Vince Aso thought he’d got his 2ⁿᵈ try in the 18ᵗʰ minute, only for a referral to the TMO to notice that he had kept his running line a little too wide, resulting in him putting a toe on the touch line. Just 5 minutes later, Reed Prinsep scored after a great run by Scott Scrafton to commit the defenders before a flick inside to Prinsep, but unfortunately the pass was (rightly) judged forwards by the TMO. Then with 20 minutes left, Chase Tiatia scored what would have been a crucial try off a great backs move, only for Billy Proctor to be penalised for obstructing Michael Collins – the right call, even if Collins had bit on the wrong runner and would probably not have made it across to Tiatia. That was it for the disallowed tries, but not quite for the fine margins costing them tries, as Devan Flanders made a great run down the right flank, but his ball back inside went to ground and after Proctor checked his run to pick the ball up, he was turned over on the line.

As if all that wasn’t bad enough, Mitch Hunt’s try was very much a story of fine margins, as the turnover just inside the Highlanders half was close enough to the touchline that Aaron Smith was able to draw in the only defender on the blind side and release Mitch Hunt, who just had the pace to make it unchallenged to the try line.

If just a couple of these fine margins went the other way, the game could have been completely different. Aso or Prinsep’s try standing would have given the ‘Canes the lead at half time, while Tiatia’s try preceded the penalty try by just a few minutes, resulting in a big blow to the Hurricanes’ morale.

Moments like this remind me just how great a game of rugby can be, especially as a neutral.

Midfield maestro

One of the players who I really think has benefited from the return of Josh Ioane and the subsequent reshuffle in the back line is Michael Collins. Initially when the tournament started, he wasn’t even in the squad as the coaches continually chopped and changed their back 3. After Vilimoni Koroi and Scott Gregory both failed to fully impress at fullback, Collins secured that position, but while he was solid, his impact was still limited.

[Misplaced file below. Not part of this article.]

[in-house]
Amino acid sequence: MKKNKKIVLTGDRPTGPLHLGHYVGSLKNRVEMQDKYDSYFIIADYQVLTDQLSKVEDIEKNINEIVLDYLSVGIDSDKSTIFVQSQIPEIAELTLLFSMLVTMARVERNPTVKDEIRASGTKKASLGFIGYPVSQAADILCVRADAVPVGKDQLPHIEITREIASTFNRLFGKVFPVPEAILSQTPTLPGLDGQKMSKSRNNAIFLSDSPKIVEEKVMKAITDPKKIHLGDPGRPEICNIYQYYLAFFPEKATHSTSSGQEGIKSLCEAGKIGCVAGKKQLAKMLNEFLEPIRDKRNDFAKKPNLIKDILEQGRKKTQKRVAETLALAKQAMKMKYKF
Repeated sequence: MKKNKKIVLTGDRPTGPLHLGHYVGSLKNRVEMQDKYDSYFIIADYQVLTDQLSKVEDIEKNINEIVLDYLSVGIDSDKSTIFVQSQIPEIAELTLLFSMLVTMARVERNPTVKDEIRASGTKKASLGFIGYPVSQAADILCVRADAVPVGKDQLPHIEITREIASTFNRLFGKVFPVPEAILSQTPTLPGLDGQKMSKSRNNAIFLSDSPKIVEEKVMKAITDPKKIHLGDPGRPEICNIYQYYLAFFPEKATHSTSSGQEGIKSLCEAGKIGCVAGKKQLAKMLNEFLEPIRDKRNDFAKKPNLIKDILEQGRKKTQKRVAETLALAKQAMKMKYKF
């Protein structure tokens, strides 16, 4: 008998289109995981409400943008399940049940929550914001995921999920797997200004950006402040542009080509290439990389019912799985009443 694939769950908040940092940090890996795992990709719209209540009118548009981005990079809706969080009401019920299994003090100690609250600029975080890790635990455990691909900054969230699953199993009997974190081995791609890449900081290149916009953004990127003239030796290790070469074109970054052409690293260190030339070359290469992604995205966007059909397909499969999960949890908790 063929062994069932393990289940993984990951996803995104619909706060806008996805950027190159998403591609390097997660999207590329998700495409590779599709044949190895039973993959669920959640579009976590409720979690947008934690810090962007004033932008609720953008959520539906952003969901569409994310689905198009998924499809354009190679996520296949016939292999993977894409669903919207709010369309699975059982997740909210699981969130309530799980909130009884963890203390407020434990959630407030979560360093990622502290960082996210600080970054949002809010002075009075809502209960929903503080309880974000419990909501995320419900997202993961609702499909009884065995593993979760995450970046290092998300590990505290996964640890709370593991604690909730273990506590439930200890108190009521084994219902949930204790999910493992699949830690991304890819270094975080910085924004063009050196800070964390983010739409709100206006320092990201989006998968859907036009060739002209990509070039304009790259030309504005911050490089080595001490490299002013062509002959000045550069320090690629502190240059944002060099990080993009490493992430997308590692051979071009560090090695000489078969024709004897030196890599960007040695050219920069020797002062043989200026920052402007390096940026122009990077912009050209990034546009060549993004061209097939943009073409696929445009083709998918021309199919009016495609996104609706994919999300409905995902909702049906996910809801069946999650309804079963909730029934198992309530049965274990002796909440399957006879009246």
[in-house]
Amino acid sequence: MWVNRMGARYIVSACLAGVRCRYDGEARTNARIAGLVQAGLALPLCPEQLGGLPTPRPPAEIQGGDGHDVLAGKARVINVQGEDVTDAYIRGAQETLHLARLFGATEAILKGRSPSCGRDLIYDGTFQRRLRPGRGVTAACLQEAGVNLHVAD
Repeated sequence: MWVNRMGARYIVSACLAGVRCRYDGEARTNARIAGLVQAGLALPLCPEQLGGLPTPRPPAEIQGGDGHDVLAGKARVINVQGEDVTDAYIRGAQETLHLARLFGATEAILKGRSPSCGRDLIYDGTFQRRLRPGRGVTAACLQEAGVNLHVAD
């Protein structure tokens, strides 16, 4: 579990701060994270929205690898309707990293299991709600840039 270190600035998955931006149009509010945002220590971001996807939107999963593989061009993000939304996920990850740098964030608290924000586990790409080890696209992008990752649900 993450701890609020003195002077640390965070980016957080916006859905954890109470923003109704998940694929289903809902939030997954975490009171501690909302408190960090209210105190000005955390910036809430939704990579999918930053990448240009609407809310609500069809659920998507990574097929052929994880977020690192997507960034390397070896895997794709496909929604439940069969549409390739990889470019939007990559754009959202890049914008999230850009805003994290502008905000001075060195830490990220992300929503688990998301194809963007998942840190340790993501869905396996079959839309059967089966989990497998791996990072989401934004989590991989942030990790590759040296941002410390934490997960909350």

After moving to 13, Collins’ impact on the game was immediately increased. His experience as a fullback allows him to identify and pick the holes to attack, while having him in the centre has really brought to the fore his distribution skills. Probably the big thing though is that – like Conrad Smith before him – Collins just seems to make the right decisions. He picks the right moments to run and the right ones to pass, but he also rarely seems to make the wrong decisions in defence – his biting in on Billy Proctor for Tiatia’s disallowed tries one of the few examples where he got it wrong. To win games in such a high quality competition, you need the reliable players like Collins as much as you need the attacking superstars like Jona Nareki.

Wrong way round

While the Tomkinson/Collins centre pairing have been great for the Highlanders in recent weeks, I don’t feel that the Hurricanes’ selections worked so well this time out. With Ngani Laumape out injured and Vince Aso moved to the wing, Peter Umaga-Jensen was moved from 13 to 12 and Billy Proctor brought into the lineup at 13.

While they both played well, I think that the decision to move Umaga-Jensen inside proved costly, as it limited his impact on the game. Yes, he made a great break to help set up Jamie Booth, and got a try of his own late on, but he did not have the same impact that he has had in recent weeks from the 13 position, something that Proctor was unable to replicate. Both Proctor and Umaga-Jensen are big lads with good all-round skills, and I can’t help feel that switching the pair around would have helped release one of their form players in Umaga-Jensen and possibly helped them get a better result.